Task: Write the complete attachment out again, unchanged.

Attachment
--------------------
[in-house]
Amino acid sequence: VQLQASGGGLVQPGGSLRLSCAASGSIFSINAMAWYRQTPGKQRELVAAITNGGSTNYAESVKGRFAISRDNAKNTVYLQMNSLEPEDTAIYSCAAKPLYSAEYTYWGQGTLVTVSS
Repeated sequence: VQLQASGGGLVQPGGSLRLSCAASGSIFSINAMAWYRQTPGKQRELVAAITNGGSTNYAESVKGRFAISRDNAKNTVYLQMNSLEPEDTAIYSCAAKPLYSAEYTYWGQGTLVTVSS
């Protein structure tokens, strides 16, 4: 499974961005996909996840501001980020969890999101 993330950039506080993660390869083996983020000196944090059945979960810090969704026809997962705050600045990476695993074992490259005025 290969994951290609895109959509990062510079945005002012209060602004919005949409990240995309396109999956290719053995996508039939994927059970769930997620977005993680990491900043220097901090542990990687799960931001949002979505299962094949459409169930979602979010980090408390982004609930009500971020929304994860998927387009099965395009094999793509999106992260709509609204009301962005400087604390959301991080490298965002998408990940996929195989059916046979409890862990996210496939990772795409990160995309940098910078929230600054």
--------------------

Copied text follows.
[in-house]
Amino acid sequence: VQLQASGGGLVQPGGSLRLSCAASGSIFSINAMAWYRQTPGKQRELVAAITNGGSTNYAESVKGRFAISRDNAKNTVYLQMNSLEPEDTAIYSCAAKPLYSAEYTYWGQGTLVTVSS
Repeated sequence: VQLQASGGGLVQPGGSLRLSCAASGSIFSINAMAWYRQTPGKQRELVAAITNGGSTNYAESVKGRFAISRDNAKNTVYLQMNSLEPEDTAIYSCAAKPLYSAEYTYWGQGTLVTVSS
């Protein structure tokens, strides 16, 4: 499974961005996909996840501001980020969890999101 993330950039506080993660390869083996983020000196944090059945979960810090969704026809997962705050600045990476695993074992490259005025 290969994951290609895109959509990062510079945005002012209060602004919005949409990240995309396109999956290719053995996508039939994927059970769930997620977005993680990491900043220097901090542990990687799960931001949002979505299962094949459409169930979602979010980090408390982004609930009500971020929304994860998927387009099965395009094999793509999106992260709509609204009301962005400087604390959301991080490298965002998408990940996929195989059916046979409890862990996210496939990772795409990160995309940098910078929230600054």